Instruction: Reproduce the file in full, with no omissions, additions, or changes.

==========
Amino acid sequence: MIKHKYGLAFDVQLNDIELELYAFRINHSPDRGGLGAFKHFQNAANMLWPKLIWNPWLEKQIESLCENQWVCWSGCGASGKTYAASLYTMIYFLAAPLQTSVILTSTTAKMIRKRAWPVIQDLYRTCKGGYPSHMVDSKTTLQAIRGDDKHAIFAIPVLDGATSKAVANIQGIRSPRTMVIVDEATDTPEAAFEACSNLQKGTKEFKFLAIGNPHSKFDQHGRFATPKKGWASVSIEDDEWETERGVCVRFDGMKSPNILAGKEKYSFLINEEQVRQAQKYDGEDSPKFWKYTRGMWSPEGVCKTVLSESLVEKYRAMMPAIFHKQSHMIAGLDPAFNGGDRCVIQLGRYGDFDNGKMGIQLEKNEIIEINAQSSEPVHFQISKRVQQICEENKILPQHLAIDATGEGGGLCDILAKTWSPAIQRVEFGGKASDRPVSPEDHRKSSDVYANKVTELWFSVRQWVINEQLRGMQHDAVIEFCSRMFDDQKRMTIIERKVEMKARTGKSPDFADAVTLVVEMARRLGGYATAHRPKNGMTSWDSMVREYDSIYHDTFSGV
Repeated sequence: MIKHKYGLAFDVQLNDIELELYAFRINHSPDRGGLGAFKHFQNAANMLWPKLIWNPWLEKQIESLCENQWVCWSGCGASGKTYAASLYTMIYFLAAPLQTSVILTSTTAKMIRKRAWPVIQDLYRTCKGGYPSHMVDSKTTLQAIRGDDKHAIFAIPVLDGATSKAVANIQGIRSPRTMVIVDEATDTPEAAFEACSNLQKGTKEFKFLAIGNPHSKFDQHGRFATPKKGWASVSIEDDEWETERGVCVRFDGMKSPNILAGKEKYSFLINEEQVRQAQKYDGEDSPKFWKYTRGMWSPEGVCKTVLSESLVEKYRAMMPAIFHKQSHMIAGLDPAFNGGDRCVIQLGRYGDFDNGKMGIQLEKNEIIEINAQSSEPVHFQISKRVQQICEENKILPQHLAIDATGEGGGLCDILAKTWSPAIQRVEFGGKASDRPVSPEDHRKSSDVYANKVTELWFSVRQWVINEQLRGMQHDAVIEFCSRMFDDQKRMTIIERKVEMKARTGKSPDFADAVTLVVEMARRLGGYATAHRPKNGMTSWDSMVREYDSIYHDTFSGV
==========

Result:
Amino acid sequence: MIKHKYGLAFDVQLNDIELELYAFRINHSPDRGGLGAFKHFQNAANMLWPKLIWNPWLEKQIESLCENQWVCWSGCGASGKTYAASLYTMIYFLAAPLQTSVILTSTTAKMIRKRAWPVIQDLYRTCKGGYPSHMVDSKTTLQAIRGDDKHAIFAIPVLDGATSKAVANIQGIRSPRTMVIVDEATDTPEAAFEACSNLQKGTKEFKFLAIGNPHSKFDQHGRFATPKKGWASVSIEDDEWETERGVCVRFDGMKSPNILAGKEKYSFLINEEQVRQAQKYDGEDSPKFWKYTRGMWSPEGVCKTVLSESLVEKYRAMMPAIFHKQSHMIAGLDPAFNGGDRCVIQLGRYGDFDNGKMGIQLEKNEIIEINAQSSEPVHFQISKRVQQICEENKILPQHLAIDATGEGGGLCDILAKTWSPAIQRVEFGGKASDRPVSPEDHRKSSDVYANKVTELWFSVRQWVINEQLRGMQHDAVIEFCSRMFDDQKRMTIIERKVEMKARTGKSPDFADAVTLVVEMARRLGGYATAHRPKNGMTSWDSMVREYDSIYHDTFSGV
Repeated sequence: MIKHKYGLAFDVQLNDIELELYAFRINHSPDRGGLGAFKHFQNAANMLWPKLIWNPWLEKQIESLCENQWVCWSGCGASGKTYAASLYTMIYFLAAPLQTSVILTSTTAKMIRKRAWPVIQDLYRTCKGGYPSHMVDSKTTLQAIRGDDKHAIFAIPVLDGATSKAVANIQGIRSPRTMVIVDEATDTPEAAFEACSNLQKGTKEFKFLAIGNPHSKFDQHGRFATPKKGWASVSIEDDEWETERGVCVRFDGMKSPNILAGKEKYSFLINEEQVRQAQKYDGEDSPKFWKYTRGMWSPEGVCKTVLSESLVEKYRAMMPAIFHKQSHMIAGLDPAFNGGDRCVIQLGRYGDFDNGKMGIQLEKNEIIEINAQSSEPVHFQISKRVQQICEENKILPQHLAIDATGEGGGLCDILAKTWSPAIQRVEFGGKASDRPVSPEDHRKSSDVYANKVTELWFSVRQWVINEQLRGMQHDAVIEFCSRMFDDQKRMTIIERKVEMKARTGKSPDFADAVTLVVEMARRLGGYATAHRPKNGMTSWDSMVREYDSIYHDTFSGV